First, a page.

Add pictures here
<% if( /^image/.test(type) ){ %>
<% } %>
<%-name%>
Add image file
Upload
On 9/4/2015 2:42 AM, snipped-for-privacy@gmail.com wrote:

unsustainable energy we consume is ridiculously & artificially cheap".

The setup costs of the ducting, and the sensors would outweigh the energy saving. Now, what were you saying?
--
.
Christopher A. Young
learn more about Jesus
  Click to see the full signature.
Add pictures here
<% if( /^image/.test(type) ){ %>
<% } %>
<%-name%>
Add image file
Upload
On Thu, 3 Sep 2015 23:42:21 -0700 (PDT), snipped-for-privacy@gmail.com wrote:

I guess you didn't study thermodynamics in school. In the winter, the fridge is a heat pump, assisting your furnace in keeping your house warm. It takes the heat from things you put in there and returns it to the house. At that point the only "waste" is from the time that you have the door open. If you heat exchanged it with cooler outside air, you are throwing that heat away. The only time it really hurts you is in the summer when you are paying for air conditioning but that is true of everything electrical and any fossil fuel appliances you have, minus what goes up the flue, particularly if you do not have fresh air for combustion.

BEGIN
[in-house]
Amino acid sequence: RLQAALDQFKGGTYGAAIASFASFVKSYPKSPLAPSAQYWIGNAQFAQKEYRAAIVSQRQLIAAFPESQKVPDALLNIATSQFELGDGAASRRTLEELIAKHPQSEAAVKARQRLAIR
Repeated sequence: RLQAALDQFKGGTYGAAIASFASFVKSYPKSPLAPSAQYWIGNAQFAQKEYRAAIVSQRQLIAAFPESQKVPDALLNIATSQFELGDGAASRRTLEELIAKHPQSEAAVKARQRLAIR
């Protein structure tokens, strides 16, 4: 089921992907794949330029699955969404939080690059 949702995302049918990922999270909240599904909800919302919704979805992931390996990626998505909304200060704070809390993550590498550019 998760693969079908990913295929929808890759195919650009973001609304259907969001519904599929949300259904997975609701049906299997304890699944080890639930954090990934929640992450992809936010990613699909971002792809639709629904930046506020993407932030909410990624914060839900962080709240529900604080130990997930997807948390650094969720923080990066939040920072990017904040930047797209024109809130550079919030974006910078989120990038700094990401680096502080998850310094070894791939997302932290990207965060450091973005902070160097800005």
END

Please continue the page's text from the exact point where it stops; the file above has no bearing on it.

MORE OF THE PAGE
I am in Florida and my water heater is outside the HVAC envelope, just for that reason. I also cook outside as much as possible.
Add pictures here
<% if( /^image/.test(type) ){ %>
<% } %>
<%-name%>
Add image file
Upload
On Friday, September 4, 2015 at 11:15:58 AM UTC-4, snipped-for-privacy@aol.com wrote:

Of course hippies don't study thermodynamics or much other science for that matter. They just smoke pot, hug trees and have beliefs.
Add pictures here
<% if( /^image/.test(type) ){ %>
<% } %>
<%-name%>
Add image file
Upload
Interesting topic. Probably the benefit doesn't outweigh the cost. Or mayb it is a wash. When I go to the grocery store, I see plenty of free-standing refrigerated cases that put warm air into the space, which then must be re moved by the a/c for the whole store. Then again, the big cases are all coo led from outside. My own home refer warms my house in the winter, but goes against the a/c in the summer, so it is a wash.
Add pictures here
<% if( /^image/.test(type) ){ %>
<% } %>
<%-name%>
Add image file
Upload

Related Threads

    HomeOwnersHub.com is a website for homeowners and building and maintenance pros. It is not affiliated with any of the manufacturers or service providers discussed here. All logos and trade names are the property of their respective owners.